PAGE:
Senators object to Medicare imaging cuts

A recent payment proposal by the Centers for Medicare & Medicaid Services that would peg the presumed utilization rate for outpatient imaging clinics at 90% has drawn fire from Capitol Hill in the form of a letter from a bipartisan group of senators who are concerned about the impact on radiological treatment for cancer.

The move by CMS to reimburse freestanding radiology clinics based on a presumption that their machines that cost $1 million or more typically stay busy 90% of their hours of operation would force some cancer clinics to cease operations, according to Senators Blanche Lincoln (D-Arkansas) and Richard Burr (R-North Carolina). The senators also wrote that the 90% set point "is particularly troubling" because of survey data suggesting "that radiation oncology practice expenses have remained relatively stable or experienced modest increases over time." The senators suggested CMS "consider recalibrating specialty reimbursement to support primary care in a way that does not place a disproportionate burden on any one specialty provider group."

The American Society for Radiation Oncology (ASTRO: Fairfax, Virginia) weighed in on the issue at the beginning of September with a letter urging CMS to reconsider the move based on a calculation that the overall reduction in payments of 19% would shave 44% off the number of anti-cancer sessions performed under Medicare.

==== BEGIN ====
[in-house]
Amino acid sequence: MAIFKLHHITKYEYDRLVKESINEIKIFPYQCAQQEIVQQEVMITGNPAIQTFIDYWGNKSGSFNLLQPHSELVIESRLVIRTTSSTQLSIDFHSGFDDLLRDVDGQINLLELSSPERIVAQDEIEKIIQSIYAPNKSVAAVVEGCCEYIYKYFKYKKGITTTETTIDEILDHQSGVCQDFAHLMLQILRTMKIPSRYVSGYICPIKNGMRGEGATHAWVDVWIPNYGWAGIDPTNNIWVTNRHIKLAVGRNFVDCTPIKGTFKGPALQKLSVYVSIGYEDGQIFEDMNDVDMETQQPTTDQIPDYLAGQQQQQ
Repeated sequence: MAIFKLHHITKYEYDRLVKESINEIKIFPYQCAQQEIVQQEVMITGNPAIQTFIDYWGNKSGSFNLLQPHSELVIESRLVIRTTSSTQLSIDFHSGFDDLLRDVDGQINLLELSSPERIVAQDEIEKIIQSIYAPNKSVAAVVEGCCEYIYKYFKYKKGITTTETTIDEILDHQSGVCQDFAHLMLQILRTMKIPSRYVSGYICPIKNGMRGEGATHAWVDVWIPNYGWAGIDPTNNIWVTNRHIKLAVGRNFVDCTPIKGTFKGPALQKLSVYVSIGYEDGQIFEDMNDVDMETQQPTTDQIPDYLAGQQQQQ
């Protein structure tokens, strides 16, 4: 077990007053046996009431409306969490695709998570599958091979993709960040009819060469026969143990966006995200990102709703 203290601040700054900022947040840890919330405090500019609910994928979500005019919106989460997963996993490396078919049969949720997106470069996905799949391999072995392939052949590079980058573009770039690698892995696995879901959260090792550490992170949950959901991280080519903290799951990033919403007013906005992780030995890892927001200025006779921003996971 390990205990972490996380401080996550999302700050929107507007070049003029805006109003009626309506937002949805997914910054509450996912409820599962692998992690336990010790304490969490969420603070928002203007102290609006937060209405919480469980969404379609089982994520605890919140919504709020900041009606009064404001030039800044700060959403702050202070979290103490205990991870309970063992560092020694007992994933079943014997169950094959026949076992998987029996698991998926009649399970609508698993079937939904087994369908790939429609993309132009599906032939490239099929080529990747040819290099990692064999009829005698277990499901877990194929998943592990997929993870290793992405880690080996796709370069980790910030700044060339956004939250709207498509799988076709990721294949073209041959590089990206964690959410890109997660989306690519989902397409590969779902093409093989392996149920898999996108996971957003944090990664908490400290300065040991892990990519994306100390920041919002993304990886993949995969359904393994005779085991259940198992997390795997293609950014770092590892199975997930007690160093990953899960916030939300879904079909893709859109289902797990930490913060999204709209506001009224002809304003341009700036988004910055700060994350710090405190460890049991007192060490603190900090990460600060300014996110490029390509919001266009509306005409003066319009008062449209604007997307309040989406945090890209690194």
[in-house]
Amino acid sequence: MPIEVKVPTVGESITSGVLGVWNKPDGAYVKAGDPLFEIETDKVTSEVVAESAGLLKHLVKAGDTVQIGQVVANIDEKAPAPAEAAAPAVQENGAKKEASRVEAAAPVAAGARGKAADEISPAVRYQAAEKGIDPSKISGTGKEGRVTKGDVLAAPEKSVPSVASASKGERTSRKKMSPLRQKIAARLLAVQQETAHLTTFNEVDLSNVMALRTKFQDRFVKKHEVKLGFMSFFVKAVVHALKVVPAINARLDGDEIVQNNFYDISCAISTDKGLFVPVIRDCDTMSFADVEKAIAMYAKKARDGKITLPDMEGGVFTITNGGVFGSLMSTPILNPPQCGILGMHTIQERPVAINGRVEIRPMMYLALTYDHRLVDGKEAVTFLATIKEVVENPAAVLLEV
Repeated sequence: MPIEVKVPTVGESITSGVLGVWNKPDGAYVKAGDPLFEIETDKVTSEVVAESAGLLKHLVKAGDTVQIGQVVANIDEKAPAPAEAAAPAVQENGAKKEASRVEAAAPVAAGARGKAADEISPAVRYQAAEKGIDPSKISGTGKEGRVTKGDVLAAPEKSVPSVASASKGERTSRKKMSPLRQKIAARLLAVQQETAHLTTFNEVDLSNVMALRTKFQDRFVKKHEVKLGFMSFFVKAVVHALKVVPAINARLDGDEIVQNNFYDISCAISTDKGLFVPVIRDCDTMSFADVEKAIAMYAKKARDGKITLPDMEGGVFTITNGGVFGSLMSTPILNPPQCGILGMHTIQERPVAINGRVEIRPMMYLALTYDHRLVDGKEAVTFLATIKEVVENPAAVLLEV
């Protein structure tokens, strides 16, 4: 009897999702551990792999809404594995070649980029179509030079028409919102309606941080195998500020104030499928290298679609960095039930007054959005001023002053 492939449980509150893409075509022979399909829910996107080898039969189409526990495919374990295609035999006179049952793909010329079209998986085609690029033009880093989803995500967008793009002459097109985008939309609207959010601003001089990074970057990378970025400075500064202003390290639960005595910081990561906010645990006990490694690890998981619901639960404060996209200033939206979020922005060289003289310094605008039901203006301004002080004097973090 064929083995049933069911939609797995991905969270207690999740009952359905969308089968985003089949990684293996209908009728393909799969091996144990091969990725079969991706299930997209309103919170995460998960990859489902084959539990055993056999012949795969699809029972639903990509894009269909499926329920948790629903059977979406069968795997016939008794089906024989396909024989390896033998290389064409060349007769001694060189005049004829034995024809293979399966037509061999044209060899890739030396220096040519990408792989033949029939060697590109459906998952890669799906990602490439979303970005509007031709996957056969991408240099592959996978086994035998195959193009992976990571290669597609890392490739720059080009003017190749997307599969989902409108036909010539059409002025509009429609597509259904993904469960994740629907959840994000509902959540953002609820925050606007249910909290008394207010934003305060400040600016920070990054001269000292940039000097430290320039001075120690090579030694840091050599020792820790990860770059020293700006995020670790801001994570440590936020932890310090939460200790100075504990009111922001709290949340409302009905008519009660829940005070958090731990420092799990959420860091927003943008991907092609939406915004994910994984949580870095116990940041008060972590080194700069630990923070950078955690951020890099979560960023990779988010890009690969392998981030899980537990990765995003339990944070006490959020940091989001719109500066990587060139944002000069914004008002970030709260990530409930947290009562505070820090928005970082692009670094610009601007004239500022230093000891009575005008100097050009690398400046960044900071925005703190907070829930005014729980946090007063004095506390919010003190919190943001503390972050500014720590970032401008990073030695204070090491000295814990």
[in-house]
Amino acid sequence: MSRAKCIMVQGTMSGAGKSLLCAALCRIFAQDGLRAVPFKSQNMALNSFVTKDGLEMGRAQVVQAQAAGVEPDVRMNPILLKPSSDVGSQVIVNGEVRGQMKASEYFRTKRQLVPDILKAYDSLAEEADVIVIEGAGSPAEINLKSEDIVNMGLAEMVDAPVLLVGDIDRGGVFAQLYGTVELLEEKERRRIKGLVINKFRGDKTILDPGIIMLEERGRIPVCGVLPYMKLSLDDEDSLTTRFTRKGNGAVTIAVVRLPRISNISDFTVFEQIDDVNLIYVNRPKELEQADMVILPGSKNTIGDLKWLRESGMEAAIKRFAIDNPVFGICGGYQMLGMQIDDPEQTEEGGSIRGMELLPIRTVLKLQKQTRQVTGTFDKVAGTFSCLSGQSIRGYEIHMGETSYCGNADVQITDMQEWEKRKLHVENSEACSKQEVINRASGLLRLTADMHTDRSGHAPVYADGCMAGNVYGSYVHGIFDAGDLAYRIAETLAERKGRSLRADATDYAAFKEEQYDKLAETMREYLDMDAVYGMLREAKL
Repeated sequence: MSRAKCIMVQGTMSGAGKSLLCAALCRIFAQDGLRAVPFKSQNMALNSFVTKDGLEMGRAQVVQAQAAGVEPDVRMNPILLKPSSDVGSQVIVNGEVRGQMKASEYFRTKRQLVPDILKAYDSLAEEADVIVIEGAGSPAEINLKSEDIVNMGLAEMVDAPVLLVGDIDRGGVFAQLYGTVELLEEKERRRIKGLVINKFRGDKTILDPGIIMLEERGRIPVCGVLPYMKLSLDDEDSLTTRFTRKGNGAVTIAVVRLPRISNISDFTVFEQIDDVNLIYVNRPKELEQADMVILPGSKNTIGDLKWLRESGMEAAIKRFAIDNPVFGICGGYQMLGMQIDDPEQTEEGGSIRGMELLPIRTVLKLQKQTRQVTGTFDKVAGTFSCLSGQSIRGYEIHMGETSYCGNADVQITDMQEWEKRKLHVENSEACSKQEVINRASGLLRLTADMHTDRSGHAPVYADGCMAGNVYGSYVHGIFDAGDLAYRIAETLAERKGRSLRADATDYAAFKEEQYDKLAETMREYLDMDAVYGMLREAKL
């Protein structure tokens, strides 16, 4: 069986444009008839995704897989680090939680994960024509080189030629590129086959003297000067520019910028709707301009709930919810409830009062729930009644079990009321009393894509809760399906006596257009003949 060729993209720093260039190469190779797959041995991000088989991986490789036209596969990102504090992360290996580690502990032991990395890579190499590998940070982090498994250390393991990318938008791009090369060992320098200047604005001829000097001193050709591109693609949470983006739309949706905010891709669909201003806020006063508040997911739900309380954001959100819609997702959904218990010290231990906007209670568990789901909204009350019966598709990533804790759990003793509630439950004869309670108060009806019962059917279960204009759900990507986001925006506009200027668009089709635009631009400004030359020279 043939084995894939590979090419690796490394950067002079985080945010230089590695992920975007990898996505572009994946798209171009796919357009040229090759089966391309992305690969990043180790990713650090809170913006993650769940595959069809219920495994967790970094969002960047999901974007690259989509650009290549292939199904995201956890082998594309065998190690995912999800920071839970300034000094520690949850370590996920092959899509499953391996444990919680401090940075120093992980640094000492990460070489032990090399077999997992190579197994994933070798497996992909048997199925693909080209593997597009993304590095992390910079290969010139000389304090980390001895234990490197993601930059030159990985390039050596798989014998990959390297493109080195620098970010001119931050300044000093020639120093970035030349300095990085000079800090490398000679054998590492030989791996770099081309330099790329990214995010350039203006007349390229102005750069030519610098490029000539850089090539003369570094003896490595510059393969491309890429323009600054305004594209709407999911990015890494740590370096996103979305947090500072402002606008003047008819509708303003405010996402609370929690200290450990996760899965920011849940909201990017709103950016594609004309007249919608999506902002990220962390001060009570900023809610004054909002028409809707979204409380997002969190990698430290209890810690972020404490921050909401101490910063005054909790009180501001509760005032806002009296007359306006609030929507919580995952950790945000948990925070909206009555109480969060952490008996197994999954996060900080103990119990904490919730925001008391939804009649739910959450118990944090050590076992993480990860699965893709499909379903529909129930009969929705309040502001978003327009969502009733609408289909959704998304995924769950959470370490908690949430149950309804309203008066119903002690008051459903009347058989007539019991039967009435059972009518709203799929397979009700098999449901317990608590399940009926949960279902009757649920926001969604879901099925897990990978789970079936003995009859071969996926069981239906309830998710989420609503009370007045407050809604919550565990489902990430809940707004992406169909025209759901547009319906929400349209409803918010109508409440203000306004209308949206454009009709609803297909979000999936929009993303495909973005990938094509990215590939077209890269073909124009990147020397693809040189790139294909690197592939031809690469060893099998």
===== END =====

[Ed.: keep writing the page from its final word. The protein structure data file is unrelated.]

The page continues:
The 90% set point was discussed earlier this year at a meeting of the Medicare Payment Advisory Commission (Medical Device Daily, March 18, 2009), an approach picked up by CMS as evidenced in its proposed fee schedule for physicians under Part B in July (MDD, July 6, 2009).

Finance Committee avoids public option

The Senate Finance Committee, the last of the five congressional committees to complete a healthcare reform bill, opted to leave a public option out of its mark-up of the legislation in a meeting held Tuesday.

Baucus said during the hearing his job "is to put together a bill that gets 60 votes," and that "no one has been able to show me how we can get to 60 votes with a public option in the bill." Baucus's comment implicitly addressed the failure of a proposed amendment by Sen. Jay Rockefeller (D-West Virginia) that would have introduced a public health insurance option into the legislation.

Rockefeller's amendment drew unanimous opposition on mark-up from Republicans, but also lost four Democrats in addition to Baucus, including Kent Conrad (North Dakota), the chair of the Senate Budget Committee. Also voting against the public option were Democrats Bill Nelson (Florida), Tom Carper (Delaware), and Blanche Lincoln (Arkansas).

The Senate Finance Committee has been the focus of perhaps more controversy in the healthcare legislation debate, certainly where public health activists are concerned as demonstrated by hearings held by the committee earlier this year in which protesters decried the lack of representation for a single-payer system on a panel of witnesses (MDD, May 6, 2009). Baucus has gone on record as saying that the U.S. might never adopt a single-payer system, but the Finance Committee bill will most likely have to be reconciled with the bill produced by the Senate Health, Education, Labor and Pensions Committee for presentation to the Senate. The HELP Committee bill includes the public option.

Mark McCarty, 703-268-5690;